Netherlands Antilles - Food and Agricultural Import Regulations and Standards

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With its duty-free status and limited import regulation, Sint Maarten has traditionally been a wide open market for U.S. food and agricultural products. However, with its newly acquired status as an autonomous country, Sint Maarten is beginning to develop its own food safety, and plant and animal health regulatory systems. Of course, development and implementation of these regulatory systems will take time. Thus, for the time being no significant changes to Sint Maarten’s import-friendly handling of incoming U.S. products is expected.
Following the October 2010 dissolution of the Netherlands Antilles, Sint Maarten became an autonomous country within the Kingdom of the Netherlands. As such, Sint Maarten is transitioning from being part of a dependent Dutch collectivity to a mostly self-governing country (the Netherlands still retain responsibility for foreign affairs and defense). In terms of regulating imports of food and agricultural products, the first stage of the transition involved adopting existing Netherlands Antilles legislation as Sint Maarten legislation, which in essence maintained the status quo. The main legislation governing food and agricultural products is the Commodities Act (formerly the Netherlands Antilles Food Law 334 of 1997). As this law is quite general, Sint Maarten authorities are developing more modern and detailed food safety laws as well as plant protection laws. Development of animal health legislation will be further down the line. For the time being, no significant changes to Sint Maarten’s import-friendly handling of incoming U.S. products are expected.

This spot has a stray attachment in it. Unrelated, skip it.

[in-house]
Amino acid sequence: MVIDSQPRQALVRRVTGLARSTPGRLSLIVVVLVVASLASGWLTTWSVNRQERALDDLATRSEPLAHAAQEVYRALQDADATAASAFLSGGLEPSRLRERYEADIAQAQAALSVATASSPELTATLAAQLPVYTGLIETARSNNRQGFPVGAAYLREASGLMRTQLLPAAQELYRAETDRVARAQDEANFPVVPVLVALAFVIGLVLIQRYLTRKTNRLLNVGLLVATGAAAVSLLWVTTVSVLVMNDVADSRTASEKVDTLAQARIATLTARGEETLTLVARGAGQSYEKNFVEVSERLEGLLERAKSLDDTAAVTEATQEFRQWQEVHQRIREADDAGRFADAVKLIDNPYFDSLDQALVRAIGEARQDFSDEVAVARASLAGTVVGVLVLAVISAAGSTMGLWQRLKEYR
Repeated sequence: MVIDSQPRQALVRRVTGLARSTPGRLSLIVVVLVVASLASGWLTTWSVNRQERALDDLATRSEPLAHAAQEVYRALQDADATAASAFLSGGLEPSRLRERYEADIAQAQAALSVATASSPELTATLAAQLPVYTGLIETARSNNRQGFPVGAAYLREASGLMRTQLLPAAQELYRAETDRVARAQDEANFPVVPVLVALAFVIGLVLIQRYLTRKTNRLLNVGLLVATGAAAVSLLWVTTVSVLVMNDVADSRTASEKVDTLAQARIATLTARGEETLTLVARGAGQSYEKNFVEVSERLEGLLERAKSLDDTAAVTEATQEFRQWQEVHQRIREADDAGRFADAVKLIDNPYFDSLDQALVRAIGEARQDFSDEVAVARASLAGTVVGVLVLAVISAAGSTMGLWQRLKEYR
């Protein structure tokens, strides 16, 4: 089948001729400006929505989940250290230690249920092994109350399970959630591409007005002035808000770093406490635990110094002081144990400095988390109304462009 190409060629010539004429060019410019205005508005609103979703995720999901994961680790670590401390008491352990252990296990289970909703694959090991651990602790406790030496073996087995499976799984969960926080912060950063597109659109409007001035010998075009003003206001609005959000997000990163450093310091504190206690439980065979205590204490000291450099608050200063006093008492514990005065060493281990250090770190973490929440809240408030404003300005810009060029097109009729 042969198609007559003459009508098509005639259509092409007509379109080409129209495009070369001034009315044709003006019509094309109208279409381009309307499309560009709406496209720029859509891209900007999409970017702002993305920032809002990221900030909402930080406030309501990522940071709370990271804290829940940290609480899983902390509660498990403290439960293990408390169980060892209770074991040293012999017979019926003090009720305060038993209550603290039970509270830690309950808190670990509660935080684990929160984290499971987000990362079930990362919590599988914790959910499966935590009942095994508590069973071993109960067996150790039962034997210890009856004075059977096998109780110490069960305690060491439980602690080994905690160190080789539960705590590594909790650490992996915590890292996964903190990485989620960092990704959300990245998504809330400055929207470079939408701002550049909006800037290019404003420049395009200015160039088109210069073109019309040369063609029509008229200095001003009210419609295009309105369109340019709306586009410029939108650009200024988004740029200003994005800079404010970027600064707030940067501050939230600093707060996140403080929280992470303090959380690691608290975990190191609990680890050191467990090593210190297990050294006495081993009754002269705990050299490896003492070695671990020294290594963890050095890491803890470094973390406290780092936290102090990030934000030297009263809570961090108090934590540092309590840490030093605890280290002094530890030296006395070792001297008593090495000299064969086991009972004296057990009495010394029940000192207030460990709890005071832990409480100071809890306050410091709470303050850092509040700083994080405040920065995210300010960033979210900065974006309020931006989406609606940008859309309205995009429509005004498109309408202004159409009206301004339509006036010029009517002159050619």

It should be noted that Sint Maarten shares its island territory with the French overseas collectivity of Saint Martin. Interestingly, there is no Customs or Immigration control between the two, so movement of people and goods between the two sides is essentially unrestricted. Most, if not all U.S. products enter the island through the Dutch side of Sint Maarten. While some U.S. food products are available on the French side, U.S. foods are mostly distributed and consumed on the Dutch side of the island.

Omar Gonzalez